Oh I should probably close this post with an image of what the washcloths look like completed and you will see on the left one actually in action (wet from being used to washed dishes!)
Wait. I think I hear you all saying that you wished another image of me would close this post. Your wish is granted – here I am finishing up the post. Hopefully my human will get her act together for tomorrow’s post.
And to schedule me for a desperately needed haircut!
“For those days when it’s too hot or cold for my kids to play outside, I’ve amassed a pretty great library of activities that keep them entertained and educated. I’ve got arts and crafts (aka learning in disguise) and even physical activities that give that (seemingly endless) energy a place to go. I’ll be sure to include some activities for parents to do as well – after all, we all need a creative and physical activity break! I’d love to compile some of these indoor activities into an article for your readers.”
I took her up on her offer (thanks Carrie!) and here is her guest post – enjoy!
Fun and Educational Activities to Drive the Indoor Blues Away
With the unfortunate spread of coronavirus, the kids are stuck inside and bored to death. Luckily, there are plenty of fun and engaging activities just a few keystrokes away thanks to the modern marvel of the internet. Look beyond the endless drone of news and cat memes, and you’ll find plenty for the young ones to do. Tierneycreates has got you covered with the following ideas:
If you own a tablet, you probably have access to a ton of educational apps that you can download for your kids, and the beauty is they can use them anywhere. Look for fun apps that cater to their interests or focus on areas that they need to work on. Tablets can power just about any app smoothly, so your kids can enjoy learning without issue whether they’re dabbling in art, geometry, languages, and so on. Consider investing in a new monitor so they can work on a larger high-resolution screen. Many models are suited for gaming, too, so your child can easily switch back and forth between learning and playing. Look for a monitor that features the latest tech for a smoother gaming experience.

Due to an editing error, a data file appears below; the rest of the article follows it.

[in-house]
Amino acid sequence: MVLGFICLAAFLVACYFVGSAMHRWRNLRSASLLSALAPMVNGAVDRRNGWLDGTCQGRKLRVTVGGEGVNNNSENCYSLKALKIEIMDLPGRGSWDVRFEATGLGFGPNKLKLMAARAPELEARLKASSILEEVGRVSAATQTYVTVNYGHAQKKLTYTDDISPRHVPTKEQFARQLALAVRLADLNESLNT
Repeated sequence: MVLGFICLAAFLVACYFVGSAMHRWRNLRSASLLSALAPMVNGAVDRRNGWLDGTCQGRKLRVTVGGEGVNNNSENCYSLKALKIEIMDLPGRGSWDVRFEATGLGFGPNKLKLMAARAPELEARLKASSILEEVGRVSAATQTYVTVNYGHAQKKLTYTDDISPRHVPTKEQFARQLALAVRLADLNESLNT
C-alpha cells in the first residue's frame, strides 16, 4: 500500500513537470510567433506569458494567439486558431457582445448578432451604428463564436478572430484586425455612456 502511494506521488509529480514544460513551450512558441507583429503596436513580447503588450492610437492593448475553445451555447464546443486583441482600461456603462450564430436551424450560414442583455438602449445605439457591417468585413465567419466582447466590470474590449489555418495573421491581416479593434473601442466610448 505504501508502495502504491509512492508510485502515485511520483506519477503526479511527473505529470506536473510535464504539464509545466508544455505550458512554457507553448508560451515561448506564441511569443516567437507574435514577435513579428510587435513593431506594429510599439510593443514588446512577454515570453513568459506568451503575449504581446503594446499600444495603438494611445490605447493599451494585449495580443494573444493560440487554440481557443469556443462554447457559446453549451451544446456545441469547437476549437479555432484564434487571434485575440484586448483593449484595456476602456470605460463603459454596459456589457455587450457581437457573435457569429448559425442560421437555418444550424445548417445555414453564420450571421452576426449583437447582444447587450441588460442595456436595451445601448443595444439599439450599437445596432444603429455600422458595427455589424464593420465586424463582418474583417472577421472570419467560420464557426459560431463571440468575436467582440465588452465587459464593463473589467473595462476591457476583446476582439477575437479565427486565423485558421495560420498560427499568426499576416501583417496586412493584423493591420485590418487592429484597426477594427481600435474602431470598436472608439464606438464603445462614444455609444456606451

A Cooking Session
Bring the tablet into the kitchen to learn how to cook — even children as young as three can participate. Not only will they learn how to slice, dice and mix up ingredients, the kids will absorb all sorts of information on the value of a healthy diet, which should be a big goal of your culinary lessons. A good way to start, especially if your children are really young, is to show them how to make healthy versions of their favorite snacks. Start with something easy, like popcorn. Rather than throwing a bagged brand into the microwave, add plain kernels into a microwave popper, and top your treat with healthy, homemade seasonings.
A Music Lesson
Playing a tune has been shown to help children’s cognitive development, so there’s no reason not to have a jam session right in your home. You’ll find plenty of songs you can download as well as lessons for a variety of musical instruments, from guitar to recorder.
A Science Project
Chemistry may not sound like fun to your kids, but that will all change once you see how the colors explode as food coloring, milk and dish soap all interact. Besides those ingredients, all you need are some cotton swabs and a shallow pan. What better way to get their little minds buzzing than with exciting new discoveries in front of their own eyes? Or, you can grab more items around the house to mix up some elephant toothpaste. Your little mad scientist will be thrilled with the results.
An Art Class
Art is often one of kids’ favorite parts of school, and it has many benefits including helping children reduce anxiety. So come up with some easy-to-do projects that will bring out their inner Rembrandt. Art for Kids Hub has a wide variety of tutorials that teach the little ones how to draw everything from gnomes to frogs to Garfield in a series of step-by-step videos that are as entertaining as they are easy to understand. Don’t forget to grab the supplies they need for their favorite artistic medium.